Writer’s Salon #10 Recap

The good news is that we have now met ten times. The bad news is that our last meeting was almost ten months ago! Now that we’ve finally met again, we are hoping to get back into the groove.

For our tenth meeting, we met at Susannah’s. Kim, Nicole, Bethany, and Jon were also in attendance. We started with dinner and a brief celebration of Bethany and Jon’s purchase of a new house and then quickly moved on to writing.

Our warm up exercises were to write an alphabetical list of advice (from “Always look both ways before crossing the street” to “Zebras do not make good pets”) and to describe each day of the week as a person. In between, we broke for a gorgeous literary-themed cake from The Bakery Nook.

The rest of the evening was spent writing a short story, set in a scene provided by Bethany and Jon. We had our choice of three levels of detail to get us started:

  • A busy airport
  • Baggage claim at 4:10am
  • TSA officer sitting on side of baggage carousel, reading. Man in turban buying coffee. Woman with blue hair and a service dog, eating a bagel. A drowsy-looking Chinese man sitting on a bench holding sleeping twin toddlers. A large, strangely-shaped package on the baggage carousel. One flickering overhead light.

In addition, we used Rory’s Story cubes and added a new item to the mix every five minutes:

  • A clock, with the hands at 4 o’clock
  • A hand
  • A rook/castle tower
  • A lock
  • A bridge
  • A cell phone

Writer’s Salon #2 Recap

On Thursday we had our 2nd Writer’s Salon. In attendance were a mix of new and familiar faces: Jon, Bethany, Jennifer, Nicole, Kim, Mike, and Susannah.

We started with the following warm up: Write directions to your house from the nearest highway exit, without using street names or house numbers. It was fun to see how we all used a variety of landmarks, distances, cardinal directions, and elapsed times to explain how to get around the Lehigh Valley. The main purpose, however, was just to get our writing brains turned on and our wrists limbered up. In fact, we even had a brief side bar about fountain pens. If you haven’t tried writing with one, you really owe it to yourself (and to your writing) to try one out. Personally I have a Lamy safari, which can be found on Amazon for $20+, but Jon and Bethany bought some locally—I believe at Michael’s.

Sam had sent a link to a very inspirational comic featuring a quote by Ira Glass, so I shared that with the group. He stressed that the opening sentence should read “WHAT nobody tells people who are beginners…” so keep that in mind when you look at it.

We spent the majority of our writing time on what I’m calling the “Choose Your Own Adventure Character Exercise” because I wanted to focus on characters this time around. Along those lines, I made another shameless plug for one of my favorite books on writing, Getting Into Character. If anyone else has books to recommend, please let me know. I’d be happy to give you a log in for the blog so you can post something like Nicole did last month.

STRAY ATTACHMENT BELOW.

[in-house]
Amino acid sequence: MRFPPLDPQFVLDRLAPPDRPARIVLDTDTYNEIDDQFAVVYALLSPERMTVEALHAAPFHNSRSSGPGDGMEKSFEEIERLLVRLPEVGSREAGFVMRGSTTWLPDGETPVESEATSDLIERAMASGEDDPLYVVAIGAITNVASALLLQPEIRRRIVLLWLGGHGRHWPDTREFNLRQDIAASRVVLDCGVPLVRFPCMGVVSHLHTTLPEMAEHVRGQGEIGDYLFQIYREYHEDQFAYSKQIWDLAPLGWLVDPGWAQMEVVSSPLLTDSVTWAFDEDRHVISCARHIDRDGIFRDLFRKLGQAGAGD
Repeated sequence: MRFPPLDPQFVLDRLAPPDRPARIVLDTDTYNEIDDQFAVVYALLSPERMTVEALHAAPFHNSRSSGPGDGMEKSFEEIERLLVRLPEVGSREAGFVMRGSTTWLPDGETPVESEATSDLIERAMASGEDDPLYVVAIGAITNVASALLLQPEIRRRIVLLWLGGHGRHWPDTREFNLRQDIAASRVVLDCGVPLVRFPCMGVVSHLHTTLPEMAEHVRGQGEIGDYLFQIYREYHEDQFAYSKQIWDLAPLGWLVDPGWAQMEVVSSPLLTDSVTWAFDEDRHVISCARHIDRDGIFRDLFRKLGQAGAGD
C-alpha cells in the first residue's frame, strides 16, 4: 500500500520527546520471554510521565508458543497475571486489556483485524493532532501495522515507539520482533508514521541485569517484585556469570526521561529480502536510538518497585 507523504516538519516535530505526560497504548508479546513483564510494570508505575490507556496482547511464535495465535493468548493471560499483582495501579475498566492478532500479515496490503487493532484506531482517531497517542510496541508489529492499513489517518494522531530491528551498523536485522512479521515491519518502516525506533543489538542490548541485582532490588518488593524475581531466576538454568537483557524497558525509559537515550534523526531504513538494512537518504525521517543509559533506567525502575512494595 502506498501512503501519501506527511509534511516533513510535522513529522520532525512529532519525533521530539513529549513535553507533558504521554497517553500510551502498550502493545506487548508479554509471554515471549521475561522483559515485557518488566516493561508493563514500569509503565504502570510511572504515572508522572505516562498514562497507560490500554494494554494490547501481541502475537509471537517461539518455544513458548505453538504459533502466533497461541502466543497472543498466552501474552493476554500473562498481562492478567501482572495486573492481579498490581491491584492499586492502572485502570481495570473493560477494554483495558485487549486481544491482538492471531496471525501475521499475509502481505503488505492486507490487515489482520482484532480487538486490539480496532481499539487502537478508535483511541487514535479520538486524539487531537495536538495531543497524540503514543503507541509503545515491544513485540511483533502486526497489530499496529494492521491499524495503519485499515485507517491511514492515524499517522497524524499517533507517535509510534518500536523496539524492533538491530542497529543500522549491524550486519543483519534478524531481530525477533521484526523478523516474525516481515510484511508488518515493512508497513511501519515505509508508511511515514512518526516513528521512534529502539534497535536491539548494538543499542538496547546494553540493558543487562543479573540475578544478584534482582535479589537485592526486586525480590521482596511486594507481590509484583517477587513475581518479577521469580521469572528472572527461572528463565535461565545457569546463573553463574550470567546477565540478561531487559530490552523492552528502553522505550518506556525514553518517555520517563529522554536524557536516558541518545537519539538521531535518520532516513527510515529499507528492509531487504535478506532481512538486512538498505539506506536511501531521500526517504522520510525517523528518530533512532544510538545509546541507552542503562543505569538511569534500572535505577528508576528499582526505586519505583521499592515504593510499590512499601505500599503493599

We wrapped up by deciding that we’d next like to meet in May. I’ll send out a follow-up email. Nicole has also offered to organize dinner out before one of the upcoming GLVWG Writers Cafe nights. Stay tuned for more details on that.


GroupWrite I

One of the planned activities at the Writer’s Salon was to write some stories as a group. Each of us took the time to jot down an opening sentence/paragraph, but we ran out of time to pass them around. I thought it might be fun to try it here. I’ll start a story in the comments on this post, and then anyone can add to it with another comment below. Feel free to write a sentence or a paragraph – whatever strikes your fancy. You can comment as many times as you like during the process. We’ll just bounce it around until it comes to a conclusion.

January Articles

I’ve come across quite a few articles this month that I want to share with the group. The first two are from the NaNoWriMo site. For anyone who doesn’t know what that stands for, it’s National Novel Writing Month, which is a movement each November to inspire people to write the first draft of a novel in thirty days. It started in 1999, with less than two dozen people and has grown by leaps and bounds. This year, there was even a crowd-sourced novel produced, which Vicki and I had the fun of contributing to.

Both articles are about editing, since that’s what the NaNoWriMo community is doing at this time of year, having hopefully completed a first draft in November. The first, When to Listen to Your Readers… And When to Ignore Them, is about seeking out those sacred cows. The premise is that it’s not so much other people’s feedback but rather your reaction to their feedback that will help you know what to change. The second, A 7-Step Guide to Big Picture Revision (With Bonus Checklists!), is about revising using a color-schemed outline.

The next two articles are from Writers Write, a South African group that offers training courses. Don’t ask me how I stumbled across them originally. Both are quick hitters. Persuasive Writing – Emotional vs Intellectual Words is a list of almost 100 use-this-word-rather-than-that-word suggestions to up the emotional ante of your writing. 50 Lyric Titles As Writing Prompts is exactly what it sounds like.

Lastly, for Harry Potter fans, we have Tossing Snowballs at Your Clues, which talks about using patterns of imagery as a foreshadowing tool and That Extra Zing, which offers thoughts on setting and world building.

Enjoy! Go forth and write!